Among all the public prosecutors in Brazil, who are a prestigious cohort there and have the constitutional responsibility to investigate police violence, only 15% are Black. And among the judges, only 18% are Black. So, the authorities who have the constitutional responsibility to go and look at what's going on with this violence, they don't care. Many cases are just closed without any resolution.

Aislinn Pulley: Chicago
What's interesting and what's ringing in my head from hearing João and Rinu talk is the similarity. In Chicago, we also had a cop who was caught on camera saying, ‘I kill mother f*****s.’ The young person who recorded this, a young Black man, maybe 16, his father works in city hall. And he felt empowered enough to livestream this harassment by this police officer. And it turned out that officer was the one who killed DeSean Pittman in 2014, one of 21 people killed by Chicago police that year.

In that same year, another young man, 17 years old, Dominique Franklin, was tased to death by the Chicago Police Department (CPD). Tasers are often touted as an alternative to guns. This was proof that it is as deadly and definitely does cause death as well. Dominique Franklin was tased to death for stealing a Coca-Cola out of Walgreens. So we formed an organization called We Charge Genocide, and we went to Geneva and testified before the United Nations Committee Against Torture, testifying that the CPD commits genocide.

I work at the Chicago Torture Justice Center, born out of the violence from 2014. We provide free services, clinical services to survivors of, not just police torture, but families whose loved ones have been impacted by police violence, any scale from murder to sexual assault onwards and anyone impacted. We follow a community counseling model. And we operate from a politicized healing lens. And what that means is that we do not follow the managed-care model. We understand that organizing is actually a necessary and an important component to healing.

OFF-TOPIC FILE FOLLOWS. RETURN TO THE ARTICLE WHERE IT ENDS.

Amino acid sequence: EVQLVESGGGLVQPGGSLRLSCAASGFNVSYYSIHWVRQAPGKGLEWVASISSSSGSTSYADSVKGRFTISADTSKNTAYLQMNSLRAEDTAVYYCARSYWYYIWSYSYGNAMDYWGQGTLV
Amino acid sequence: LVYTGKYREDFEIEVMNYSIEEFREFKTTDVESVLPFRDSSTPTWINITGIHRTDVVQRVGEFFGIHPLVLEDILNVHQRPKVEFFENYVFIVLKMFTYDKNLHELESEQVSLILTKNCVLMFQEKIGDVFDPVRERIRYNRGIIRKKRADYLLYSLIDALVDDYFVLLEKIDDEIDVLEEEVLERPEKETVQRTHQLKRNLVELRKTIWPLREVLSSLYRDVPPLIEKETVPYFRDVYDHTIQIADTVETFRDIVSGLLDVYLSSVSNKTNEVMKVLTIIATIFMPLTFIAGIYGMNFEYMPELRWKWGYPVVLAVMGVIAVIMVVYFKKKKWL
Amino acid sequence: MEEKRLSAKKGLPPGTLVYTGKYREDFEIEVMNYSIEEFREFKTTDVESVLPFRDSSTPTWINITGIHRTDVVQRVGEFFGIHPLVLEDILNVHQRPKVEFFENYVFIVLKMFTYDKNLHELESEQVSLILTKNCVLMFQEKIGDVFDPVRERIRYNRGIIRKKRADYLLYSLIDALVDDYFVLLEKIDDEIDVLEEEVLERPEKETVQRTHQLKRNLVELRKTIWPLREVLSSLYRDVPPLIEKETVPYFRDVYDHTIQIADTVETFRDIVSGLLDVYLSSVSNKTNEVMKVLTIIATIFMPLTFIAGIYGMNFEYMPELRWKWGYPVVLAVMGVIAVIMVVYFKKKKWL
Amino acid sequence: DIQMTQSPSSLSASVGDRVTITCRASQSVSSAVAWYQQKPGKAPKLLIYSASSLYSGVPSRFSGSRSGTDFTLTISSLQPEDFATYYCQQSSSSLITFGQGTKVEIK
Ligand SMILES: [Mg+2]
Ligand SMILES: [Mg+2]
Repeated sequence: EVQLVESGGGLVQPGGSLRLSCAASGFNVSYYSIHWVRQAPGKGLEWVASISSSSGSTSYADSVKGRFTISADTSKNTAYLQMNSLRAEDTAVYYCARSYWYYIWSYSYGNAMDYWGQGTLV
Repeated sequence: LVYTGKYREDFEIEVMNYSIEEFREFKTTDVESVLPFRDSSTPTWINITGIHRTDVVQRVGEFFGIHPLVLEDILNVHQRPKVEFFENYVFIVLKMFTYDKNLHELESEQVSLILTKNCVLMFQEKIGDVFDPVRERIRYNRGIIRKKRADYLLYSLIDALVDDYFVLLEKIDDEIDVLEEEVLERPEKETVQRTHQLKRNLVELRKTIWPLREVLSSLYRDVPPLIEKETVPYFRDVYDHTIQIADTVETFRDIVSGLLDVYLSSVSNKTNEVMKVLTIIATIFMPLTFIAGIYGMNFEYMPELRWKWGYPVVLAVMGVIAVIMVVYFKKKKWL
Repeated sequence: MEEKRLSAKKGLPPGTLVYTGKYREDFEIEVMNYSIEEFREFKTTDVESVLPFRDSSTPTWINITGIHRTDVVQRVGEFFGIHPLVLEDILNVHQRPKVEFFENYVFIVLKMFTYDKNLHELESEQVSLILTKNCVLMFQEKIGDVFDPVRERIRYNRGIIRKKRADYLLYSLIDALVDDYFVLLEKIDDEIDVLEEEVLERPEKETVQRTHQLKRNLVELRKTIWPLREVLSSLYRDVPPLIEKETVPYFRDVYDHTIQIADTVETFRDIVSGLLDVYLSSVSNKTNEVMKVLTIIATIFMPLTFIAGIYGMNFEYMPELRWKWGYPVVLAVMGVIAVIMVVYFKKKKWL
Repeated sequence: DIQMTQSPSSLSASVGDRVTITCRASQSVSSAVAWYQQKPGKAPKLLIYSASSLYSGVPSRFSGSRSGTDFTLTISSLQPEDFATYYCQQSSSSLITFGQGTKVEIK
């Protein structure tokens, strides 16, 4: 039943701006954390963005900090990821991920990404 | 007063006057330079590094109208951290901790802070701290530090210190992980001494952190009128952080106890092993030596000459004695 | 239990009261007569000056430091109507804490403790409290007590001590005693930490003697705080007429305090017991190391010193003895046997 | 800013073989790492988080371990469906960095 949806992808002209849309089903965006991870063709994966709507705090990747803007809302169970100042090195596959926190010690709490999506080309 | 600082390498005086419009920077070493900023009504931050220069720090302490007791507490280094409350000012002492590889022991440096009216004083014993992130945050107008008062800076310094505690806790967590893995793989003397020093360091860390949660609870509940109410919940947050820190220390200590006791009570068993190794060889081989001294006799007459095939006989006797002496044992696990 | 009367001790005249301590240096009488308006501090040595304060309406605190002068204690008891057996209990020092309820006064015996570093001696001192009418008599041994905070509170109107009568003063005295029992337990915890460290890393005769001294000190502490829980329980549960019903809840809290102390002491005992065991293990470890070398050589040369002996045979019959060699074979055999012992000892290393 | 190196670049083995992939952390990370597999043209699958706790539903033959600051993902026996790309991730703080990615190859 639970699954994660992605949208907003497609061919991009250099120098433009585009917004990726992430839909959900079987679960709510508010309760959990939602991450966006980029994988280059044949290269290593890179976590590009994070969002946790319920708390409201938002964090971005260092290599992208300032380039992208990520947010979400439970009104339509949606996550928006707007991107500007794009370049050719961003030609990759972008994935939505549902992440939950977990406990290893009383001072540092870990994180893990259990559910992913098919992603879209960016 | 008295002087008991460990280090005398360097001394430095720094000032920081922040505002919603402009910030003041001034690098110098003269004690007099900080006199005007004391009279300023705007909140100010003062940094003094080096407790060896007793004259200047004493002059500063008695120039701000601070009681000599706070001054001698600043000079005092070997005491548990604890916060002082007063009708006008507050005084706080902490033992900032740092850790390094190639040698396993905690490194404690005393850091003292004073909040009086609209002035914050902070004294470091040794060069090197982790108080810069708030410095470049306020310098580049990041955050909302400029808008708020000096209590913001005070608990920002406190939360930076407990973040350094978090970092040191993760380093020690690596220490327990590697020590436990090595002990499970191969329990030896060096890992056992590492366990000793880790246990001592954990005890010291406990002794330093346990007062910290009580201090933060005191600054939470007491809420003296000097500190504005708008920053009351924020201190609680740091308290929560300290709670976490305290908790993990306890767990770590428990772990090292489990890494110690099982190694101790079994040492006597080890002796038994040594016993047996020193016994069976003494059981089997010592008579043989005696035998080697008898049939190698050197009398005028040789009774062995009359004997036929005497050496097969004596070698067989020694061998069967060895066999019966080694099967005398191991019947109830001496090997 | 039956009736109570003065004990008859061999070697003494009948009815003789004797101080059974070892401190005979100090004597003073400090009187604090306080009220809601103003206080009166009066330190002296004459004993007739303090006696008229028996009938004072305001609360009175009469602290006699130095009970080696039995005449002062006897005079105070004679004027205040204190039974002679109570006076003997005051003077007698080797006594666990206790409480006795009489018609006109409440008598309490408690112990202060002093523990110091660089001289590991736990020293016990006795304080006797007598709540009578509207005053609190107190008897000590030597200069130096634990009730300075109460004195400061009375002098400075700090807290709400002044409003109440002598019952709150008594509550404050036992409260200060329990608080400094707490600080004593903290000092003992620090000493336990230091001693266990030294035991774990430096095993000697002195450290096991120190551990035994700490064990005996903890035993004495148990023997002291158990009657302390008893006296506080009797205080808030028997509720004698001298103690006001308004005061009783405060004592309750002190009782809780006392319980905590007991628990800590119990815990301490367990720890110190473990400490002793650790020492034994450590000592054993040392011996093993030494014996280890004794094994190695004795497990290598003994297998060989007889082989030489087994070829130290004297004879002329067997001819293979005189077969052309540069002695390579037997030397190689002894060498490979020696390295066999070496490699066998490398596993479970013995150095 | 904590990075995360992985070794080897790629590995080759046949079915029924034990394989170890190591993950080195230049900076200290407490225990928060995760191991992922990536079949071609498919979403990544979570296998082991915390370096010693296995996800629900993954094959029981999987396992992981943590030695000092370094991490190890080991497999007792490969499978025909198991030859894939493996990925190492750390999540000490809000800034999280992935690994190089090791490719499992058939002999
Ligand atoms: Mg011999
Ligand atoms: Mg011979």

I think the importance of this convening is that these issues don't exist outside of a specific political program. There is a political ethos there that connects them all, and we can easily identify some of it as being linked to colonialism and the transatlantic slave trade, certainly because of the disproportionate amount of Black people who are the recipients of this violence. And it's important that we're able to connect our struggles.

Photography by Martha Stewart

https://www.hks.harvard.edu/faculty-research/policy-topics/globalization/how-civic-society-can-bring-end-global-police-violence